One of the more interesting features coming to Apple's (NASDAQ:AAPL) iOS this fall is family sharing. With the release of iOS 8, families that own multiple Apple-made mobile devices will be able to share iTunes purchases across as many as six different accounts.
Books, music, movies and even some apps purchased by one family member will be accessible on all family members' devices, giving families that own Apple products an incentive to purchase their digital goods from Apple's storefront. Given Apple's dominance in the U.S., this poses an obvious and major risk to Amazon.com's (NASDAQ:AMZN) digital goods business.
You have to be crazy to buy an iBook
Baring the occasional sale, it's difficult to tell why anyone would (expect out of pure ignorance) purchase a digital book from Apple instead of Amazon.com. Apple's iBooks are shackled to Apple's ecosystem -- although they can be read on any iOS device or Mac, they can't be natively accessed on a Windows PC or Android device, let alone an e-ink reader.
Amazon.com's digital books, meanwhile, are available on virtually any platform, including Apple's. The Kindle app is offered on practically every operating system, and Amazon.com offers a variety of cheap e-readers like the Kindle Paperwhite. Buyers of Amazon.com's digital books get far more variety in their device choice, and if they decide to leave Apple's ecosystem at some point in the future, they won't lose their digital book collection.
Yet despite Amazon.com's obvious advantage, many people still choose to buy their digital books from Apple -- exact market share data is difficult to come by, but testimony from Apple's e-book price fixing trial last year put Apple's market share around 20% (Amazon.com likely sells around three times as much).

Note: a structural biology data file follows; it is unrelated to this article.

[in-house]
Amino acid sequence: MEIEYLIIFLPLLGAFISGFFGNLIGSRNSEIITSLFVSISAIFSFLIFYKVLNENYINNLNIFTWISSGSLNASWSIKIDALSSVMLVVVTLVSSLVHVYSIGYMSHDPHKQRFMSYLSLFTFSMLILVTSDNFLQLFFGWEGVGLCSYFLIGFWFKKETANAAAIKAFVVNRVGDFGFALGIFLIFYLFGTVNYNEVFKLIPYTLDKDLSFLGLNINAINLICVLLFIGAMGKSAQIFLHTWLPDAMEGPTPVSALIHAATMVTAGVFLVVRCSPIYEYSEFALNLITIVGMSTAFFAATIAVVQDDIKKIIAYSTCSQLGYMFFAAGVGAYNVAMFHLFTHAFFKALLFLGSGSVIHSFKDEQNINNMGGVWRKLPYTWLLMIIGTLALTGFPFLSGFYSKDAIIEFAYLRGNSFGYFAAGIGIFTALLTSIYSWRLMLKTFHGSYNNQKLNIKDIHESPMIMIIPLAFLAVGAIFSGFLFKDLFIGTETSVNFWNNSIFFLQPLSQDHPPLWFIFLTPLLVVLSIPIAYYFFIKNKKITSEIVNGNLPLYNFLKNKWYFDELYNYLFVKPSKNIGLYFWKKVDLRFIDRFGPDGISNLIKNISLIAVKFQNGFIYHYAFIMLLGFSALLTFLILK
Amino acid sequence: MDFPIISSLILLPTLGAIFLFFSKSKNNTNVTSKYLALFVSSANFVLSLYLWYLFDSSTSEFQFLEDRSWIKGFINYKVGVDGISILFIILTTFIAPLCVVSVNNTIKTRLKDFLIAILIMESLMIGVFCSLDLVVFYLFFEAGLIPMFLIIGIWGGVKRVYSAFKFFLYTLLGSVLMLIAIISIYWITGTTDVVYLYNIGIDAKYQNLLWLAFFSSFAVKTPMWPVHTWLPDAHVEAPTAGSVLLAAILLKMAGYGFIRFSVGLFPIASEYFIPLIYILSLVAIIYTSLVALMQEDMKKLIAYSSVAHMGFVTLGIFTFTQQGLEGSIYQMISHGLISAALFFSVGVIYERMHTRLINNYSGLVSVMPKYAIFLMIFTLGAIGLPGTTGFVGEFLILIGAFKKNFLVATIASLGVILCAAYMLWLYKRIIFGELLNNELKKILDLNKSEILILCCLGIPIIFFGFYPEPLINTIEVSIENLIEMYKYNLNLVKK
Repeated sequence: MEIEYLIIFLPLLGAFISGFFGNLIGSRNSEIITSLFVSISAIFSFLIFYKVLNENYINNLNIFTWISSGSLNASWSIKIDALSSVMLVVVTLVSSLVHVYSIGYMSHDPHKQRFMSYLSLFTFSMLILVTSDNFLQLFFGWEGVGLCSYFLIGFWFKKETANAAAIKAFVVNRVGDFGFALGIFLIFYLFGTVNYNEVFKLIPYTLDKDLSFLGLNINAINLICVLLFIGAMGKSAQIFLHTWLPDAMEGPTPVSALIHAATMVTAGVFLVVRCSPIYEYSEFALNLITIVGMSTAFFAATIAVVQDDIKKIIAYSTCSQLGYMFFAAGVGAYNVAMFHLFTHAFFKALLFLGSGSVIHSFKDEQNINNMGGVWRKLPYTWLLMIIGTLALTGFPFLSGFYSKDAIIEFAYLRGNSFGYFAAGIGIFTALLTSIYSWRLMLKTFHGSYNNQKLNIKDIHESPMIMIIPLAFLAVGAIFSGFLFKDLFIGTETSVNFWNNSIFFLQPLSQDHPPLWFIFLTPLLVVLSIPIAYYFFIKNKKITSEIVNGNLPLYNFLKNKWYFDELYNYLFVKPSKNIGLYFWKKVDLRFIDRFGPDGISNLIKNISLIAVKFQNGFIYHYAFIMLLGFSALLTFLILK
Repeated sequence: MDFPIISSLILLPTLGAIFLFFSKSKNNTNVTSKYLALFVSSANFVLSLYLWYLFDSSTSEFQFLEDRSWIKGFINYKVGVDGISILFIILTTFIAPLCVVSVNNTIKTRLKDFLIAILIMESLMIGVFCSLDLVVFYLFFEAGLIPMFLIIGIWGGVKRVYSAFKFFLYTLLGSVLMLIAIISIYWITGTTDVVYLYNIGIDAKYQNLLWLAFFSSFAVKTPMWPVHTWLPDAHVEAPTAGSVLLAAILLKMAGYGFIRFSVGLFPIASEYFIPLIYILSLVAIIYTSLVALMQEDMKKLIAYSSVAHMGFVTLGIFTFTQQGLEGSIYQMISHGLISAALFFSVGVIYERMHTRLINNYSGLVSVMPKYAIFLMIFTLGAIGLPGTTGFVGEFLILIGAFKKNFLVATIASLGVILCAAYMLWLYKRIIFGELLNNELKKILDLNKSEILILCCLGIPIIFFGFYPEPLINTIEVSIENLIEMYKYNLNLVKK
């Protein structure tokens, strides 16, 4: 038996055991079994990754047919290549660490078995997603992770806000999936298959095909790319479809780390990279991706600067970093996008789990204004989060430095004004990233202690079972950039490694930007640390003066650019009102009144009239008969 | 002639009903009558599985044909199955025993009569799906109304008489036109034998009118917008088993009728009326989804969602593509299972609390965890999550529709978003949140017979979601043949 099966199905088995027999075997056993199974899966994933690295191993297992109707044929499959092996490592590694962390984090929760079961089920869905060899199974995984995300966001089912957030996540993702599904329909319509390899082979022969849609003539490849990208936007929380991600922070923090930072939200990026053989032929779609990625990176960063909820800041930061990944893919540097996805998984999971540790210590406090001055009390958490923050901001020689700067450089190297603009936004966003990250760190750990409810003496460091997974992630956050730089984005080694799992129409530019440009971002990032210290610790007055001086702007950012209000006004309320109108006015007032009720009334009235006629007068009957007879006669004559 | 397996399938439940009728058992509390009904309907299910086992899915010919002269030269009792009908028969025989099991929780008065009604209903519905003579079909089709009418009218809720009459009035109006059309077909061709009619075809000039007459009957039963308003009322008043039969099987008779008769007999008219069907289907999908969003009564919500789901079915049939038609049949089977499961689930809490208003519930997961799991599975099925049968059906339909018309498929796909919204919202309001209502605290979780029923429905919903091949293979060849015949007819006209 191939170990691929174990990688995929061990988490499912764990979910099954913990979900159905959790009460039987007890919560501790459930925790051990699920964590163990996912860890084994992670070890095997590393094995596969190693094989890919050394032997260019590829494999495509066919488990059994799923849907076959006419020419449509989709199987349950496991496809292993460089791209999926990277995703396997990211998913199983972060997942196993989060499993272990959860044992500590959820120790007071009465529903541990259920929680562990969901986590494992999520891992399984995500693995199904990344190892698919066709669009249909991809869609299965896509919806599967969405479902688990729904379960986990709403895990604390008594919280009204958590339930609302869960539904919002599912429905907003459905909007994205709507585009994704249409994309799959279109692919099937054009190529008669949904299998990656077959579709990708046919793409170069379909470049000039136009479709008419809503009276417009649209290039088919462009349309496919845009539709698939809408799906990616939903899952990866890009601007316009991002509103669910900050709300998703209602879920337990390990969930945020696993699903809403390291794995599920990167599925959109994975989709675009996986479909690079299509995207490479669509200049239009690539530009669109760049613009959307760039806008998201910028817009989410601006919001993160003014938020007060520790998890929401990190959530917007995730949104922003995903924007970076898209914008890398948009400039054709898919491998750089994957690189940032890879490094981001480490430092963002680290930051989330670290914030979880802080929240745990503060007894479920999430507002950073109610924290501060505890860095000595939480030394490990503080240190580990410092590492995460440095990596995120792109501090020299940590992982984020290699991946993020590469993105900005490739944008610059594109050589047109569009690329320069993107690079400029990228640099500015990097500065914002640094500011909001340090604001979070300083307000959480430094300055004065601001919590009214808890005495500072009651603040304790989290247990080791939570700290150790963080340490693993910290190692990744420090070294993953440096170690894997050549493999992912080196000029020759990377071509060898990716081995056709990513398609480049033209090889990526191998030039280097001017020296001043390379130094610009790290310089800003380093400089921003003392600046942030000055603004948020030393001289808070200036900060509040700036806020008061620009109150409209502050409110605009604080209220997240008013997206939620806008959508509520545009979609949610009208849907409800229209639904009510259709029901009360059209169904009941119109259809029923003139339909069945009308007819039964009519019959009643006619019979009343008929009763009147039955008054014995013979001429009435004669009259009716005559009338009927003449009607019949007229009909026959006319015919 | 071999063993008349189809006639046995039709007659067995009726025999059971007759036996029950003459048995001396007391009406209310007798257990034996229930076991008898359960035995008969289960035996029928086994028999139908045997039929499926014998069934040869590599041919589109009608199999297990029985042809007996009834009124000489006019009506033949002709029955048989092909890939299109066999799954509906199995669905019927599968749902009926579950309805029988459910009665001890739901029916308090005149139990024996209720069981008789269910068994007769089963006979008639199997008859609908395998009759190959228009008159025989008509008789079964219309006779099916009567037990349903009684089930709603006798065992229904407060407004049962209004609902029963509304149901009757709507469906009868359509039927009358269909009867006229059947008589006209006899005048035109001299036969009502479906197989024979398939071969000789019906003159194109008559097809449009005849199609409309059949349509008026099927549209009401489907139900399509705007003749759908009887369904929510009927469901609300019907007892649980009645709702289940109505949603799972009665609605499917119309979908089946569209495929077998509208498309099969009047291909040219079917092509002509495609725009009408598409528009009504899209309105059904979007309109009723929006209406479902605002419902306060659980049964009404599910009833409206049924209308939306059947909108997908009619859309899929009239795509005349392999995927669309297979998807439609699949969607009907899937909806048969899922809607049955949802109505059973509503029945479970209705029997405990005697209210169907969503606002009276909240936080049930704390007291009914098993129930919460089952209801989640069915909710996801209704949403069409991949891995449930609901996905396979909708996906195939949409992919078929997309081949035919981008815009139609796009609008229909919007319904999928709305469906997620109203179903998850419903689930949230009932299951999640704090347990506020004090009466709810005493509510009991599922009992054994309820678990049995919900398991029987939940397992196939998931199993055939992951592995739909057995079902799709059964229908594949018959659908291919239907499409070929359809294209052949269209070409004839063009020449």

Apple gains an advantage over Amazon.com
But family sharing is, at least for the time being, a major advantage Apple will have over Amazon.com. Currently, Amazon.com offers nothing in the way of family sharing -- digital books can be shared, in theory, but only if one is willing to give out unfiltered access to their Amazon.com account (to be fair, some Kindle titles are able to be shared among friends and strangers, but the vast majority of the most popular titles are not).
At the same time, Amazon.com's Kindles can only be registered to one Amazon.com account at a time, making it difficult, if not impossible, to share digital books among families that may have multiple accounts.
The purpose of family sharing may have been to facilitate the creation of a family ecosystem -- families are encouraged to collectively choose Apple products, rather than a variety of mobile devices that may run several different operating systems.
But families that do own Apple products could be more likely to choose digital content from Apple -- the prospect of easily sharing a book may win out over the ability to access it from many different operating systems. The same could also be true for music, TV shows, and movies.
The importance of digital goods to Amazon.com's business
If Amazon.com does not counter with its own similar service, it could stand to lose significant market share for digital goods. Apple's mobile devices are in the minority globally, but are dominant in the U.S., with its iPhone accounting for 45% of smartphone sales and its iPad dominating in usage statistics like Web browsing.
Amazon.com sells a wide variety of general merchandise and other products, but its U.S. digital goods business is quite material -- North American media sales accounted for over 14% of Amazon.com's sales last quarter. Defending this business segment is likely the underlying motivation behind its push into set-top boxes and smartphones.
In that respect, iOS 8 stands as a major challenge to Amazon.com's business. If family sharing proves attractive, Apple's customers could choose iTunes when it comes time to purchase that next digital book, song or movie, much to Amazon.com's detriment.
Sam Mattera has no position in any stocks mentioned. The Motley Fool recommends Amazon.com and Apple. The Motley Fool owns shares of Amazon.com and Apple. Try any of our Foolish newsletter services free for 30 days. We Fools may not all hold the same opinions, but we all believe that considering a diverse range of insights makes us better investors. The Motley Fool has a disclosure policy.